Galletas de Lucha Libre

Galletas de Lucha Libre #1-2

Have you ever seen the Mexican form of studio wrestling called lucha libre that is trademarked by many colorful masks and cool costumes? Well, if you haven’t it’s actually a lot of fun and I would highly recommend it.

I didn’t know anything about the sport before living in Mexico, but when I arrived to Mexico City I happened to meet this guy who LOVED it. Haha, that guy eventually became my boyfriend, Roberto, and I came to learn all about lucha libre. I will admit that at first I thought the sport was kind of ridiculous . I mean what’s the point of watching a bunch of buff-looking guys bouncing back and forth on ropes? However, I came to have a different opinion of lucha libre after attending several matches when I lived in Mexico City.

I realized that the luchadores (wrestlers) are actually like trained gymnasts. Unlike their American counterparts, the Mexican guys are like stunt men. They do flips, spins, leaps, and all kinds of crazy moves with their legs. It is seriously amazing to watch. The Mexican luchadores are not big and bulky, but rather agile and fit. If you ever have the opportunity to go to a lucha libre match, I would totally recommend it.

Galletas de Lucha Libre #2-2

Needless to say, I have really come to love lucha libre, and I get super excited when I find anything related to it. Místico (who was also Sin Cara  and is now Myzteziz) is by far my favorite luchador, and I have a pink T-shirt with an outline of his mask on it.

Every year, I take a few days to teach my 5th grade Spanish students about lucha libre. We talk about the history of the sport, the reason for the masks, and its popularity and importance in Mexico.

I recently bought these awesome luchador key toppers for my house keys. I just couldn’t resist!

And, when I saw these “Muncha Libre” cookie cutters made by Fred and Friends, you can imagine that I had to order them.

Galletas de Lucha Libre #4-2

These cookies were so much fun to make. There are four mask designs, and you can use any variety of colors to decorate them. I used a simple sugar cookie recipe for the base and iced them with a powdered sugar glaze. Then, I painted them using food coloring.

You might want to decorate them using royal icing or maybe even a colored egg wash before you bake them. You could even make these cookies using the same dough used to make puerquitos cookies. You wouldn’t even have to decorate them.

I love how these cookie cutters open up so many possibilities! If you aren’t interested in the lucha libre design, you might like these Day of the Dead ones better. They are definitely on my wish list 🙂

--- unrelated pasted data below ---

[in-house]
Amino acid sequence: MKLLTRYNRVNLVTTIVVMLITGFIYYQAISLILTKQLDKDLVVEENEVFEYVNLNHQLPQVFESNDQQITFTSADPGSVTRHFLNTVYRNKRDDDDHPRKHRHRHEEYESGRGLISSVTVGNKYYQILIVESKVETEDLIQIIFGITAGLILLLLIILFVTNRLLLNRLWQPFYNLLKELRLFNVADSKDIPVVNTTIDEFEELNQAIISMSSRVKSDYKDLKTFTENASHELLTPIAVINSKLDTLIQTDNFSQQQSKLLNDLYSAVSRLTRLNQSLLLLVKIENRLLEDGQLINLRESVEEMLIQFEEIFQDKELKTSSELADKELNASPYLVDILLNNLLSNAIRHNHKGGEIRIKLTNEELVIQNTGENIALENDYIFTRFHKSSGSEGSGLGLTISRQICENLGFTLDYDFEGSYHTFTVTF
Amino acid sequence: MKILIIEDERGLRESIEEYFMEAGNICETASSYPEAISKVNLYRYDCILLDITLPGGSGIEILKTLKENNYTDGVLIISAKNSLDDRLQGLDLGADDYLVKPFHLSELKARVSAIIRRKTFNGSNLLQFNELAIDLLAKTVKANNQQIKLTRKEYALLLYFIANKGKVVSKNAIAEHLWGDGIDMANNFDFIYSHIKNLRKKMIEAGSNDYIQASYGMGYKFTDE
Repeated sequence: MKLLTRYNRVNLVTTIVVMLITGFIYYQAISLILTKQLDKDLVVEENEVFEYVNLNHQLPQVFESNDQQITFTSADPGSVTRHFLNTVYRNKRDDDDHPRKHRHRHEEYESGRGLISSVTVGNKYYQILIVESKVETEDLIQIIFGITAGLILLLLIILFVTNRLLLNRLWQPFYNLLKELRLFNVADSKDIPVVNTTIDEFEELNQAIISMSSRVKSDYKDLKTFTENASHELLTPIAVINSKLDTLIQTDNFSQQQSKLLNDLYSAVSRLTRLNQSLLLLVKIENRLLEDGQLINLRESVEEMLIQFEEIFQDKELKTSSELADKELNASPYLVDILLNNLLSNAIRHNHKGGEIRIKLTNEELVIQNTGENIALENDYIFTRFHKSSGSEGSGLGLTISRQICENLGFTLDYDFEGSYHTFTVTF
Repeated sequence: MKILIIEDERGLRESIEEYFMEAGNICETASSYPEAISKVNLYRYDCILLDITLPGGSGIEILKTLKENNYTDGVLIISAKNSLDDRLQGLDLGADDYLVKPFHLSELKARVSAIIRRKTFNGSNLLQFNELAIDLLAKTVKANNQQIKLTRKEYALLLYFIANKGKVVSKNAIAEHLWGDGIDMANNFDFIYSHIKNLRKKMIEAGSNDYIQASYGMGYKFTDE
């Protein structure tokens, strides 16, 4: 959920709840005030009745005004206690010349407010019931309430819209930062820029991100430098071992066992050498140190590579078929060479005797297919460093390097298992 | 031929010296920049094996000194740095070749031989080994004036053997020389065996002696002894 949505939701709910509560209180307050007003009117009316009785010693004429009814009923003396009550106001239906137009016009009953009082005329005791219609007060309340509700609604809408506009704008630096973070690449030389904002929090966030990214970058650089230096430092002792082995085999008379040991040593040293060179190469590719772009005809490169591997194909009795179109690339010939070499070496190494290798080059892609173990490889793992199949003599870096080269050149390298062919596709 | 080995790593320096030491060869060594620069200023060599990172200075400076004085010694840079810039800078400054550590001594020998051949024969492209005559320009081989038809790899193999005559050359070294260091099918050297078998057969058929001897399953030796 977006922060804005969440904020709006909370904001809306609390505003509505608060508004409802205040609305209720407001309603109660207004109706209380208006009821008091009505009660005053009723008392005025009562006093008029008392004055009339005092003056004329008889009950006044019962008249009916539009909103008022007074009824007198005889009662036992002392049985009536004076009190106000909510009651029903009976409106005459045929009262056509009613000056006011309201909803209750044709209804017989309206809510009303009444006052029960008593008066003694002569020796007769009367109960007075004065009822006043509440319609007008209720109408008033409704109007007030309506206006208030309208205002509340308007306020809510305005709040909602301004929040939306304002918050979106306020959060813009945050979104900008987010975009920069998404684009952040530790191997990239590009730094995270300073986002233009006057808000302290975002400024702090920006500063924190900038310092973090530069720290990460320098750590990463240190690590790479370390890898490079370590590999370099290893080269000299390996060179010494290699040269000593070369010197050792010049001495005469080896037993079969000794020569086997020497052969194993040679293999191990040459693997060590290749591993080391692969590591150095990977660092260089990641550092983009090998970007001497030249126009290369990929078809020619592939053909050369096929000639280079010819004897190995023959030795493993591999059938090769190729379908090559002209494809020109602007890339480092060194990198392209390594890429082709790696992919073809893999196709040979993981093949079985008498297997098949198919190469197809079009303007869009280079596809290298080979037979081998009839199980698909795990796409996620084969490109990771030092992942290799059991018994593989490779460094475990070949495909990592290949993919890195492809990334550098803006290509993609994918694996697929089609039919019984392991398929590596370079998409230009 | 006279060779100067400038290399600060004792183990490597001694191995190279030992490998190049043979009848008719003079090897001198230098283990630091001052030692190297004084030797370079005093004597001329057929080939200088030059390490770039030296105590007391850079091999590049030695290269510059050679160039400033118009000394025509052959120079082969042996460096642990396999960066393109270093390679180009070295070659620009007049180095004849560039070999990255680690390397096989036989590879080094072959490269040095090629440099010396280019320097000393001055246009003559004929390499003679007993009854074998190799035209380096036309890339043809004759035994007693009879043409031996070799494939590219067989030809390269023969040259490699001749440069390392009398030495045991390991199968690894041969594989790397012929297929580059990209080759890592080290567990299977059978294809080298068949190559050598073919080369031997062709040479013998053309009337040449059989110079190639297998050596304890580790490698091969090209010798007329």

Galletas de Lucha Libre

Click here for printable recipe.  

Mexican Wrestler Cookies (Makes about 25-28 cookies)

1/3 cup shortening (Crisco)

6 TBSP unsalted butter (3/4 stick), softened

1 cup granulated sugar

2 eggs

1 tsp vanilla extract

2 ½ cups all-purpose flour

1 tsp baking powder

1 tsp salt

→In the bowl of an electric mixer, add shortening, butter, sugar, eggs, and vanilla. Mix thoroughly, about 2 minutes. Add flour, baking powder, and salt. Mix until combined. Cover the dough and chill for one hour in the refrigerator.

→Heat the oven to 400°F.

→Lightly flour work surface and grab a handful of dough. Roll out with a floured rolling pin or press out dough with floured hands until it is about ¼” thick.

→Dip the lucha libre cookie cutter into flour and cut out the face outline. Transfer the cutout to a parchment-lined baking sheet. Then, use the lucha libre face stamp and stamp the face pattern (once the cookie is already on the baking sheet). You can place the outline around the already cutout cookie while you stamp it so that the cookie doesn’t lose its shape.

→Bake for 8 minutes or until light brown. Remove cookies from baking sheet and place on wire racks to cool completely.

Icing (Makes enough to ice about 30 cookies)

2 ¼ cups powdered sugar (9 oz.)

2 TBSP light corn syrup (1 3/8 oz.)

2TBSP + milk (1 ¼ oz.)

→In a small bowl, whisk together the powdered sugar, corn syrup, and milk. The coating should be the consistency of thick, cold honey. Remember: start with a glaze that is thicker than you think it should be; then add milk by the teaspoonful to adjust its consistency.

→Spread on cooled cookies.

→Once the icing is completely dry (this may take 8-24 hours), paint with food coloring. Use fine-tipped brushes. (This may take 3-4 hours depending on how detailed you like to get.)


  • I like the cookies to be a little bit thicker and fluffy. So, don’t roll the dough too thin.
  • I noticed that I had to add a little bit more milk than normal to the icing because I didn’t want to lose the face design on the cookie. When I iced the cookies, I put a base layer of icing and then scraped it smooth until I could see the design.
  • I used regular liquid food coloring bought from the grocery store. I love the McCormick neon colors. However, you could also mix water with gel food coloring to achieve the same result.
  • I thought about several other ways to detail these cookies. You could paint the pre-stamped cookies with a colored egg wash before baking them. You could also bake the cutouts without the face design and then stamp and paint fondant. You could even create cookies using different colored dough. The possibilities are endless.

Recipe Source: Cookie recipe courtesy of my wonderful Mom; Icing recipe adapted from King Arthur Flour Cookie book


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